Longitude: 147.726801 Latitude: -37.920267
Metres above Sea Level: 7.2 m
Area: 25.4 km² Perimeter: 23.9 km
View Raymond Island’s Statistics & Demographics
Raymond Island is accessed via ferry from Paynesville. A relatively small island of some 6 km in length and 2 km in width, the island has materialised due to millennia of repeated sea level rises, and falls – occurring during various glacial periods. As sea levels rise, the ocean pushes the sand inland thereby filling river mouths and forming a barrier to the sea.
Today, this barrier is known as the Ninety Mile Beach, which was formed approximately 20,000 years ago.
Raymond Island is a remnant of a more ancient barrier known as the ‘Prior Barrier’. An inner barrier formed sometime later, and then finally, approximately 75,000 years ago, a fall in the sea level altered the river paths, cutting the ‘Prior Barrier’ and thereby forming Raymond Island. A combination of coastal sands and alluvial soil deposits created the top soil strata that supports the varying woodlands and habitats that we see on the island today . . .
As Europeans began infiltrating Gippsland in the early 1840’s, explorers and settlers carved trails through the unforgiving terrain. Parties were sent to survey and document this vast new area. One of these parties was led by John Reeve, who departed the township of Sale in 1842 to identify, name and chart Gippsland’s lakes, lands and rivers. Reeves named Raymond Island after William O’Dell Raymond and McMillan Strait, the body of water that separates the island from the mainland, after Angus McMillan.
Today, the expansive lake views from the island encompass the mountains to the north, the sand dunes of the Ninety Mile Beach to the south, and, the seaside village of Paynesville to the west. Much of the island remains uninhabited providing a sanctuary for native flora and fauna.
A wonderful way of exploring the island is by foot or via push bike. If you leave the car behind, the short trip across McMillan Strait on the ferry is free !! The varying sceneries of jetties, parks, farms, bush, sandy beaches and stunning water views will delight. The peace and serenity of the beaches, parks and bush are not to be missed.
Kangaroos, Koalas and Bird Life abound.
Refreshments are available from the abundant choise of cafes and restaurants located along the waterfront, upon your return to Paynesville.
The debate of a ferry service vs a bridge has been ongoing. Technically speaking, a ferry service has been in existence since the very first Aborigine crossed McMillan Strait in a bark canoe some 20,000 years ago. The tradition lives on !!!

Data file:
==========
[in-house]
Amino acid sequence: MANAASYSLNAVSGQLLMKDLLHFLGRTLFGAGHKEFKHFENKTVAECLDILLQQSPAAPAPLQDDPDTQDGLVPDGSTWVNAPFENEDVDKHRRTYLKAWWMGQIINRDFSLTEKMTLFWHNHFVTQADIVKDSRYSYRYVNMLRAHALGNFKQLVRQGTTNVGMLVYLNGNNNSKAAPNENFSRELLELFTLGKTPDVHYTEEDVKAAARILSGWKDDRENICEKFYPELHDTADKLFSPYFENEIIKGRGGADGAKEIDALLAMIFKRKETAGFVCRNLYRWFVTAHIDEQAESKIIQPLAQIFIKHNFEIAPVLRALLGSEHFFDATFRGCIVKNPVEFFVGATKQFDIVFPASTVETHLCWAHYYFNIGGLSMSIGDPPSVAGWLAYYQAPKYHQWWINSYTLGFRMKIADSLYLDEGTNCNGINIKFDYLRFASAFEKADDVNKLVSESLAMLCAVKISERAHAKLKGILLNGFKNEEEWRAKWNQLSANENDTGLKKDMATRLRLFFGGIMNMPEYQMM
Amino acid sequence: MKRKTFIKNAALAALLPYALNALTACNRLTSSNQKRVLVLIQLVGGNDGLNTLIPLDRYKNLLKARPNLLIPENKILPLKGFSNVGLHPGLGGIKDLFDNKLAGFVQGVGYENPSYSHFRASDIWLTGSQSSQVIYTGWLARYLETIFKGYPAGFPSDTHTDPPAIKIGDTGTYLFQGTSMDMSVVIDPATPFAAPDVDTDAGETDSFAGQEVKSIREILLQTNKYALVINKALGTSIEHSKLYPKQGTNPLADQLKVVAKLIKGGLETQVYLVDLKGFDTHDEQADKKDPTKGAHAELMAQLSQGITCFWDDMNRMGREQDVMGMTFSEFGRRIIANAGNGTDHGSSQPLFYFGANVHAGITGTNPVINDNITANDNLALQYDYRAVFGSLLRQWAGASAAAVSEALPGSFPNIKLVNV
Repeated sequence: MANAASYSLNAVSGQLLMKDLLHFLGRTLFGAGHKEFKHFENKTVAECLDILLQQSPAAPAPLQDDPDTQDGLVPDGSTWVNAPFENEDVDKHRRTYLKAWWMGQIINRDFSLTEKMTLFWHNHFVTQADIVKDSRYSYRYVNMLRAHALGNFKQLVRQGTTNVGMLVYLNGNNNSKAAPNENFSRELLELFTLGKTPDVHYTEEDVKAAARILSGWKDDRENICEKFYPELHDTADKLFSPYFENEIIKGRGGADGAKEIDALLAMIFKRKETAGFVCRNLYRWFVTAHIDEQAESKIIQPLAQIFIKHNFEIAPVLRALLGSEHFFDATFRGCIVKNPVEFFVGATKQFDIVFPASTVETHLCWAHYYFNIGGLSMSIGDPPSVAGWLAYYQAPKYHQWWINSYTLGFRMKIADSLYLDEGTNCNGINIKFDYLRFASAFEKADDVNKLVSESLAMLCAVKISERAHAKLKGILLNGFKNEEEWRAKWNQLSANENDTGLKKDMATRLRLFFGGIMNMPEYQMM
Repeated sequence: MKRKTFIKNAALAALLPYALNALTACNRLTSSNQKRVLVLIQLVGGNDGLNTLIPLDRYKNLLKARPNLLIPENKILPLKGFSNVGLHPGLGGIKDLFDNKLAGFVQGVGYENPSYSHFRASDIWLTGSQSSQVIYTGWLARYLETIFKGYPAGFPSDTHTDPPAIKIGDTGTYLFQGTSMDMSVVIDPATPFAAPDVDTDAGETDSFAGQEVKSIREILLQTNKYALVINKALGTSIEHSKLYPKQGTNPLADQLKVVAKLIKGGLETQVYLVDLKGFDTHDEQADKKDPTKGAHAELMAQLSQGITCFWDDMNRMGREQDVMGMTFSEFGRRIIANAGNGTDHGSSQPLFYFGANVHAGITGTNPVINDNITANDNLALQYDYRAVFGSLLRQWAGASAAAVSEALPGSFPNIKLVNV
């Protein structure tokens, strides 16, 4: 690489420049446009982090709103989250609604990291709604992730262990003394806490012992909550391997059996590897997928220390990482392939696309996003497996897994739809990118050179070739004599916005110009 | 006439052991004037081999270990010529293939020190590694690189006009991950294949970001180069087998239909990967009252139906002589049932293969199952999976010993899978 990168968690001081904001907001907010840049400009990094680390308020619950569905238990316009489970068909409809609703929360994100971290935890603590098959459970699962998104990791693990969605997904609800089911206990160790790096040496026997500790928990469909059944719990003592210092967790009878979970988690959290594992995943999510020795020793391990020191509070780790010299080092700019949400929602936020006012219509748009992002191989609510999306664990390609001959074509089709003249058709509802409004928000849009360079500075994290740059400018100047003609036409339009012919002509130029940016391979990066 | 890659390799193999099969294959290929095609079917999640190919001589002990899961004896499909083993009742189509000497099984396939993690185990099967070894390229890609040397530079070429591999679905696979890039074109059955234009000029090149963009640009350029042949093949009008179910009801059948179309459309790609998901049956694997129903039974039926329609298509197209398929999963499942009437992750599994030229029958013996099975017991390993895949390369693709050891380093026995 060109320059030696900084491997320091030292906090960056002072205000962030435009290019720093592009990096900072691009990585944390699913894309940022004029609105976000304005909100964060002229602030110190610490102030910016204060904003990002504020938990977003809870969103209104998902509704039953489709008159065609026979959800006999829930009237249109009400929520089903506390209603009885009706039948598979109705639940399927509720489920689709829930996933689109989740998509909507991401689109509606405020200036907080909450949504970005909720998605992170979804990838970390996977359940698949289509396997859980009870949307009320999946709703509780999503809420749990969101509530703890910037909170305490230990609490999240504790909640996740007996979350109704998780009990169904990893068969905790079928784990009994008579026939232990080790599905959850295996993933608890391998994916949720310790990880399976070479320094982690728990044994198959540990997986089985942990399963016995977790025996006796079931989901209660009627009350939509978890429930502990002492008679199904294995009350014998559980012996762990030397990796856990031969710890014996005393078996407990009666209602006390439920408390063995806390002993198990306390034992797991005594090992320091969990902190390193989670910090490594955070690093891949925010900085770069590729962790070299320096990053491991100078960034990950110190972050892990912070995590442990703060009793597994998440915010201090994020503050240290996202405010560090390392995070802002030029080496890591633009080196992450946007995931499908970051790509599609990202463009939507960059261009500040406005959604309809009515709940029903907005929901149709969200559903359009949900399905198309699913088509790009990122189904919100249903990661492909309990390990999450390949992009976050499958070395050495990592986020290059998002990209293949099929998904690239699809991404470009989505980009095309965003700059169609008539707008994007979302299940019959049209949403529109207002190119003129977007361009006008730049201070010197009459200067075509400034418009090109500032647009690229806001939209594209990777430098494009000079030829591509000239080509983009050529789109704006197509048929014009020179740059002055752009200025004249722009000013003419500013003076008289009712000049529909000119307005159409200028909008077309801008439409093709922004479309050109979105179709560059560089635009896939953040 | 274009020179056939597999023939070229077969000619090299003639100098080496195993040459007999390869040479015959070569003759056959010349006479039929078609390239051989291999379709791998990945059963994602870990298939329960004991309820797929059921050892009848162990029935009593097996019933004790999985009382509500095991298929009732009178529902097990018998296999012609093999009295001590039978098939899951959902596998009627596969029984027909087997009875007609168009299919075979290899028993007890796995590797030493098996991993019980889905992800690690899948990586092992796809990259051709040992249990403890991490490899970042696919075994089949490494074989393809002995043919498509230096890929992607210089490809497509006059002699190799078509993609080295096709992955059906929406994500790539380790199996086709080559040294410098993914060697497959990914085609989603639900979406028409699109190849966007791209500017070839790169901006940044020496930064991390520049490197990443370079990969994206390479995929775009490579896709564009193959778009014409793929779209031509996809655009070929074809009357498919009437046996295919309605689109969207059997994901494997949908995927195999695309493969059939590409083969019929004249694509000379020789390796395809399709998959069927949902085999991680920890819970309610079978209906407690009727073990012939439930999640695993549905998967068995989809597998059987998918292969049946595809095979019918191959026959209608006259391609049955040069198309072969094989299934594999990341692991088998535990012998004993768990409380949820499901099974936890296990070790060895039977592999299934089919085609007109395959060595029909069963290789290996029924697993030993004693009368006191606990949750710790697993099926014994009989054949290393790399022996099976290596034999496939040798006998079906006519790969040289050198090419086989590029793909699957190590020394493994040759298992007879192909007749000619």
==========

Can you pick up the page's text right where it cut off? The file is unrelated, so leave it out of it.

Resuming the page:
The first European ferry boat arrived in mid 1888. It was small, hence demands for a punt continued. By late 1889, the Raymond Islanders enjoyed their first punt service, however it was to be short lived. Following complaints received from the ferryman, the Shire Engineer withdrew the service of the relocated river punt by early 1890.
Four years were to pass before a punt service was reinstated.
It was soon recognised that a purpose built punt was required for the job. A new wooden punt sporting Oregon beams and a Kauri Pine deck – measuring 12.2 m in length and 4.3 m in width, commenced service in 1901. The ferry straddled chains running along both sides and was driven by a hand-wheel winching system. Ferry Jetties and Sheds were built on both the mainland and the island to ensure the comfort and accessibility of the passengers. The 1950’s saw a passenger cabin fitted to the punt, and, both the punt and ferryboat were motorised.
The wooden punt serviced the McMillan Strait crossing for 68 years. The 1960’s saw the old punt sink a number of times and hence the ‘Elliott Ferry’ was commissioned – with its first official crossing taking place on the 6th March 1969.
At 18.6 m in length and 11.6 m in width, the new ferry was one third longer and two thirds wider than the old wooden punt that had served for so long . . . Its six car capacity was increased to eight vehicles by re-positioning the swing gates over the flaps in 1984. Three years later it was modified to increase the vehicle capacity to ten.
Increased demand saw the present day ferry evolve. Sporting a Passenger Deck, a capacity to carry 18 to 21 vehicles, and, registering in at a size of 34.5 m in length (almost twice the length of the previous ferry) and 11 m in width – the twin chain, diesel powered ferry carries some 500,000 passengers and 250,000 vehicles annually.
From the first lease of land awarded to Patrick Cody in 1856 – to the very first pioneer, Uriah Hoddinott, to establish a residence in 1874 – to the plans of establishing a township in 1884 – to the first school enrollments of 1902 – to the introduction of the island’s Koala population in 1953 – to the establishment of town water in 1963 and electricity in 1964 – to the island community and tourists that can still enjoy the tranquil, stunning and natural beauty of Raymond Island today.
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